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Individual rates to climb despite lower health cost increases

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WASHINGTON (AP) — The next few years could be great for employers that sponsor group health plans but hard on self-employed people and others who buy their own individual or family coverage.

Analysts at PricewaterhouseCoopers’ (PwC’s) Health Research Institute give that assessment in a new study.

The analysts predict that direct medical care costs will increase by 6.5 percent next year. Earlier, the analysts were predicting that costs would go up 7.5 percent.

The cost of care is the biggest component of premiums, followed by administrative expenses and overhead.

“There are some underlying changes to the system that are having an impact, and we can expect lower increases as we come out of the recession,” said Mike Thompson of the PwC institute.

Cost “is still going up, but not as much as it used to,” Thompson said.

PwC analysts said the following factors might help to hold costs down in 2014:

  • Patients seeking more affordable routine services in settings like clinics springing up in retail stores, as opposed to a doctor’s office or the emergency room.
  • Major employers contracting directly with hospital systems that have a proven record for complicated procedures such as heart surgery and certain back operations.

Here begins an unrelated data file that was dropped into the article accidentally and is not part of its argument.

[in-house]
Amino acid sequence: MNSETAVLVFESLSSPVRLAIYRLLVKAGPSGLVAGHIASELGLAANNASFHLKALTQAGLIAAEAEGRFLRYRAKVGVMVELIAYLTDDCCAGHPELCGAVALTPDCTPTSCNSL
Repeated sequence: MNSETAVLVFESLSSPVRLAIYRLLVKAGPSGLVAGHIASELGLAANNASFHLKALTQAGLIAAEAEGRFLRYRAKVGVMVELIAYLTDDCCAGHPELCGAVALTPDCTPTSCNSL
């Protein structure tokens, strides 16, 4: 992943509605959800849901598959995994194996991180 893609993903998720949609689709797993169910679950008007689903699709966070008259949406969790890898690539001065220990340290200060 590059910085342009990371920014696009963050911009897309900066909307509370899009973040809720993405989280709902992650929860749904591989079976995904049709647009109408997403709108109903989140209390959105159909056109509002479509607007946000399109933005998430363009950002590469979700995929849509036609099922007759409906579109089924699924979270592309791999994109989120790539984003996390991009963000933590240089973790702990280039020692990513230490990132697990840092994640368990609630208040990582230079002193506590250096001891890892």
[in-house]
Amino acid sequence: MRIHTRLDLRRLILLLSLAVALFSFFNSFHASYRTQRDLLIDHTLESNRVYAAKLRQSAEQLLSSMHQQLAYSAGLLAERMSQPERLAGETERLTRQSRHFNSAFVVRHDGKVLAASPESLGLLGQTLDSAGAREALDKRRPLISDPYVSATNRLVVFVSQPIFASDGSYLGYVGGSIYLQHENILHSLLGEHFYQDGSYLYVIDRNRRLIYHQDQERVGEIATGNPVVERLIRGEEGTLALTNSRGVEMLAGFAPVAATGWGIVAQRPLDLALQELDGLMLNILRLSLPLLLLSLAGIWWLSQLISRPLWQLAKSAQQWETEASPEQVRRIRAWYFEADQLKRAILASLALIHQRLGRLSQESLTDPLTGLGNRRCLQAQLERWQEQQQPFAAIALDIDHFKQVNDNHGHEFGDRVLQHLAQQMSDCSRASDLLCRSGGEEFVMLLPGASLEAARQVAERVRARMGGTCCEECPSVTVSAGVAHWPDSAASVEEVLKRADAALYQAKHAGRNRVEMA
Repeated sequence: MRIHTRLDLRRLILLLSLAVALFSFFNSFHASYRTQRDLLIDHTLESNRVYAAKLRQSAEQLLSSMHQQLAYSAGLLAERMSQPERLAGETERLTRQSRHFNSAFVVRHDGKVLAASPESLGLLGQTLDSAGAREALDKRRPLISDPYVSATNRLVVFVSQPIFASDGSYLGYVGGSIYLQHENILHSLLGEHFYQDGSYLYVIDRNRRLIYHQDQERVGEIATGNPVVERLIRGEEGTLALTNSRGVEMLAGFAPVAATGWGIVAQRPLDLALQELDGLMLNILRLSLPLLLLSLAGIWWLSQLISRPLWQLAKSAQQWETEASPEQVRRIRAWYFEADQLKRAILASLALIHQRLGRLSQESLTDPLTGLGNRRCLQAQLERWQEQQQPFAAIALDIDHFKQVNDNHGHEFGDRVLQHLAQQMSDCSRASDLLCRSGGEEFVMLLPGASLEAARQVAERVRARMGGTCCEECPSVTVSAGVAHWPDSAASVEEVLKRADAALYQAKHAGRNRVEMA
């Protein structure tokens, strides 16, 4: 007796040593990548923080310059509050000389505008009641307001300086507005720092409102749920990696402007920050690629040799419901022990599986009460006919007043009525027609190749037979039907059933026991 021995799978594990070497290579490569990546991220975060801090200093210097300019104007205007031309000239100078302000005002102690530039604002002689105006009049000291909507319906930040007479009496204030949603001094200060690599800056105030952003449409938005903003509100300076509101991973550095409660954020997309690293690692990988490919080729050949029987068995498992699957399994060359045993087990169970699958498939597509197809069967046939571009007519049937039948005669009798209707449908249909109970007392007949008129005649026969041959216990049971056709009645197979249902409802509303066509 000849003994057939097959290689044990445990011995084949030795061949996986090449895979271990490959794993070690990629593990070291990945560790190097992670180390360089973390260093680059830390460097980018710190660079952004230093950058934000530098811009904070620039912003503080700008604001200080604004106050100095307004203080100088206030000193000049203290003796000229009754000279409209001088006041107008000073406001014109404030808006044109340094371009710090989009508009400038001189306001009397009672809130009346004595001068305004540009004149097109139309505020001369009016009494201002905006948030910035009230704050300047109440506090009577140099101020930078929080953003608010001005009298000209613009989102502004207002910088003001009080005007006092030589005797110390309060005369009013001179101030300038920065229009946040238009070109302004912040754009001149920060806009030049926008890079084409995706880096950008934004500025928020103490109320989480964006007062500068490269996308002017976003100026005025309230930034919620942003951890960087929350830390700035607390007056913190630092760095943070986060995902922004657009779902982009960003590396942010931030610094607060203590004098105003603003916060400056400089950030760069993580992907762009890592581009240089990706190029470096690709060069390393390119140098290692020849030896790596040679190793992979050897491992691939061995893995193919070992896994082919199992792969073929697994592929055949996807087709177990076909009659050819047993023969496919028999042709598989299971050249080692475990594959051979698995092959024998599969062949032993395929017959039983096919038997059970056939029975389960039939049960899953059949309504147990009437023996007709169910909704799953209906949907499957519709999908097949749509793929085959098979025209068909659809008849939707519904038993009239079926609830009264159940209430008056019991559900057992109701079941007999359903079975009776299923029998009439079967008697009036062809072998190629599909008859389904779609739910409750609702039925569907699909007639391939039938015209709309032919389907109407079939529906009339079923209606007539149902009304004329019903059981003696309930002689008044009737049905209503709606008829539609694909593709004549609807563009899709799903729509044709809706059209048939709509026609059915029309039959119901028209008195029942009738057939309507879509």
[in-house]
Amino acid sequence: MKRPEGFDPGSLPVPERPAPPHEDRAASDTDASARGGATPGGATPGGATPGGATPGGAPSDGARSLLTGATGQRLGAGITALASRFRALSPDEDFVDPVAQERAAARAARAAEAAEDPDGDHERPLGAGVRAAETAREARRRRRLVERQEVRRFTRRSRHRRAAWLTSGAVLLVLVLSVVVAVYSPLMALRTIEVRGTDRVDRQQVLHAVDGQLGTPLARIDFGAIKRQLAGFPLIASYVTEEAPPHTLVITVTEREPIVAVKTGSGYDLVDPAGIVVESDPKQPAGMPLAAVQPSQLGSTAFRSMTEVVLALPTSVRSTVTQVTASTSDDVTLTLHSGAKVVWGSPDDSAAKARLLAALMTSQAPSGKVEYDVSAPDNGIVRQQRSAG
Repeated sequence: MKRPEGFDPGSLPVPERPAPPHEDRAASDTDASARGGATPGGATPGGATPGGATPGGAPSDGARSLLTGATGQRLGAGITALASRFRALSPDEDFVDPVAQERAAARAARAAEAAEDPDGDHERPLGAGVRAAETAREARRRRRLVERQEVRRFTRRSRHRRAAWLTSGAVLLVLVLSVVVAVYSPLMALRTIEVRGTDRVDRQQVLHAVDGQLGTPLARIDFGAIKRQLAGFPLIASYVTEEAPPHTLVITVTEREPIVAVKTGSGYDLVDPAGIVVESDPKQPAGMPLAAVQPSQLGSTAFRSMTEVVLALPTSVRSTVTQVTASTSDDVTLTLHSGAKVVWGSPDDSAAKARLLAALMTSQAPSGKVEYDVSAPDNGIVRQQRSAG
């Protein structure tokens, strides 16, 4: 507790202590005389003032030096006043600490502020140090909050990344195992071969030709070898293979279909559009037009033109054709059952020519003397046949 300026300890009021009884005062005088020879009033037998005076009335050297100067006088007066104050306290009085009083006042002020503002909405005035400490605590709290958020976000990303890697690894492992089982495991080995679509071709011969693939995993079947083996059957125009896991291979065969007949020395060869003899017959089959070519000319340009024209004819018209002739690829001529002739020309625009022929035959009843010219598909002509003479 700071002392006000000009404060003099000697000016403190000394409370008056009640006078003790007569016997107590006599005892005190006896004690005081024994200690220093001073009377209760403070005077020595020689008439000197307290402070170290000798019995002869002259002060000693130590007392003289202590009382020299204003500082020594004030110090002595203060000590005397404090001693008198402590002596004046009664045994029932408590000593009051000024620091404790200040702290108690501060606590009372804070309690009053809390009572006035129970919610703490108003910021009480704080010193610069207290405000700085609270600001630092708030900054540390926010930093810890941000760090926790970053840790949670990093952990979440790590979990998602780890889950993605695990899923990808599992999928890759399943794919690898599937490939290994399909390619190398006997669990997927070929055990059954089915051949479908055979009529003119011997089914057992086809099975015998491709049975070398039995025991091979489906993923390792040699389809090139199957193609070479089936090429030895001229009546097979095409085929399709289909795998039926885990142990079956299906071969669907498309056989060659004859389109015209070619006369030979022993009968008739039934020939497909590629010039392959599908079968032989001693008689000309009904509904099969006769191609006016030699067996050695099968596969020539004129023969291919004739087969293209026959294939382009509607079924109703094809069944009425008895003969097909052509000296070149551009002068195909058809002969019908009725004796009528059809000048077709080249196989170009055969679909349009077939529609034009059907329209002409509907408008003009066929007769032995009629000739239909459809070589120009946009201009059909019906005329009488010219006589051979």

• The government ramping up penalties on hospitals that have too many patients coming back with problems soon after being discharged.
  • Employers’ ongoing effort to shift more costs to workers through higher annual deductibles, the amount people must pay each year before insurance picks up. 

Factors that could push health care costs up include the high cost of specialty drugs, such as drugs for cancer, and health care provider consolidation.

One downside of the demand for greater efficiency by employers and government is that it may be fostering new health care monopolies, the PwC analysts said.

For healthy buyers of individual policies, the analysts suggested, the challenge may be that the cost of changes in individual market rules will offset the effects of cooling health care cost inflation.

Today, 160 million Americans get their coverage from employer plans. Fewer than 20 million Americans buy individual or family coverage on their own.

But Patient Protection and Affordable Care Act (PPACA) changes could lead more people to buy individual coverage in coming years, and some PPACA provisions — such as the provisions that require insurers to accept patients with expensive pre-existing medical problems, without imposing pre-existing condition coverage exclusions — could make individual coverage more expensive, the PwC analysts said.

The new rules might help expand coverage access for people who now have difficulty buying coverage but raise premiums for people who are healthy enough to get coverage under the rules now in place.

PPACA calls for the government to provide new tax credits to help people with incomes between 133 percent and 400 percent of the federal poverty level to afford individual coverage premiums.

Allison Bell added information to this report.

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